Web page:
Of to behold, but, The foothills of the

Of to behold, but, The foothills of the

Of Oak Stumps and Oil PumpsThe Great Sierra Nevadas and Kern County are two strikingly different faces of California. The Sierra Nevadas, a natural refuge for a sizeable number of California’s wildlife, houses opportunities for harvesting lumber, a spiritual place to camp or hike on, and simply as an aesthetic marvel in contrast to LA’s bustling city streets. Kern County’s industrial benefits come from Black Gold, oil. The Kern River discovery started an oil boom, and a forest of wooden derricks sprang up overnight.

Kern County resembles a dry rocky land. A noticeable lack of movement except for a thousand oil pumps bowing incessantly like Buddhist monks in a trance of prayer. These two places are similar in that they are resource-full and beauties to behold, but, The foothills of the Sierra Nevadas outweighs Kern County through its natural majesty, its beauty; Kern County on the other hand, has more financial worth because of its rich oil deposits which give it its industrial feel.The inhabitants of the Sierra Nevadas are inspired to live in a nature filled environment, away from busy city streets and bright neon lights. The Great Sierra’s geography outlines its beauty by being surrounded with a dry, hardwood conifer forest, drought-resistant shrubs and bushes in the canyons; as is described by Gary Snyder in “Cultivating Wilderness” (Snyder 256). This place brings a feeling of growth and provides agricultural resources. Living in such an environment with a variety of flora and fauna could provide an escape from the all the noise and pollution urban life has to offer.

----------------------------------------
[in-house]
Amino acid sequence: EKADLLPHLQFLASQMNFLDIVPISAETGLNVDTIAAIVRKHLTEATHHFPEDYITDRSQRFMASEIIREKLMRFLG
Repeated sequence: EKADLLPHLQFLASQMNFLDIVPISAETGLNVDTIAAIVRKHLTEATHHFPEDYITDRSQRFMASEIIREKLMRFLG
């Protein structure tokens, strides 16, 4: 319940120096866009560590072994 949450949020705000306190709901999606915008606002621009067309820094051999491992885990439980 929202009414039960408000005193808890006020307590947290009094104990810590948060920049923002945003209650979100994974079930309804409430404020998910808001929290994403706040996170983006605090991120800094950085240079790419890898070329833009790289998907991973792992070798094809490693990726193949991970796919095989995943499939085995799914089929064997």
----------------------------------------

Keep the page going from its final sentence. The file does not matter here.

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People who live in Kern County are encouraged to take part in the opportunity to become one of the workforces that keeps the place’s gears lubed and turning. Having rich natural resources like cotton farms and oil, Kern County offers numerous jobs as is depicted by James Houston in his essay “In Search of Oildorado” (Houston 278). Oil derricks and cotton farms need a labor force to harvest these natural resources. The populace of the Sierra Nevadas is inspired to preserve the beauty of its natural resources. The people who live in this place are almost compelled to respect and preserve such a landmark. As Snyder comments: “I trimmed the stump on a black oak that had fallen and counted the rings: more than three hundred years. There were still lots of standing oaks that big around” (Snyder 257).

Reading this, Imagining myself being surrounded by trees that were three centuries old, I had a feeling of responsibility and of reverence. I did not feel obligated to take care of such a place; I simply felt that I wanted to. The common goal of the population of Kern County is to ensure economic stability and growth. Having such rich oil deposits, Kern County was a beacon of light to everyone who wanted to take a part in harvesting Black Gold.

At first, prospectors did not seem to be interested in the county’s oil deposits because of the difficulty and risks involved. According to James D. Houston, Kern County’s oil deposits used to be unattractive due to being too deep. But the recent skyrocketing of the price for crude oil has influenced buyers to invest (Houston 278). Necessity it seems, overrules all. And having more oil pumps constructed means more jobs to fill and more money coming in.

The populaces of the two places have similarities in that they value the land greatly for the Great Sierra’s natural beauty and Kern County’s resource-full land. Inhabitants of the Sierra Nevadas strive to take care of the forest and its wildlife to preserve it for future generations so that they may appreciate such a marvelous spectacle. Kern County’s peoples write songs of celebration in acclaim to a land that provides so much economic opportunities. Both places are given their due importance because of how much these lands impact the lives of the people. Although different in scenery and purpose, these two places have created a sense of place within the peoples psyche.

Works CitedHouston, James D. “In Search Of Oildorado” California Dreams and Realities. Ed. SoniaMaasik and Jack Solomon. Boston: Bedford/ ST Martin’s, 2005.

274-289.Snyder, Gary. “Cultivating Wildness.” California Dreams and Realities.

Ed. SoniaMaasik and Jack Solomon. Boston: Bedford/ ST Martin’s, 2005. 256-262.

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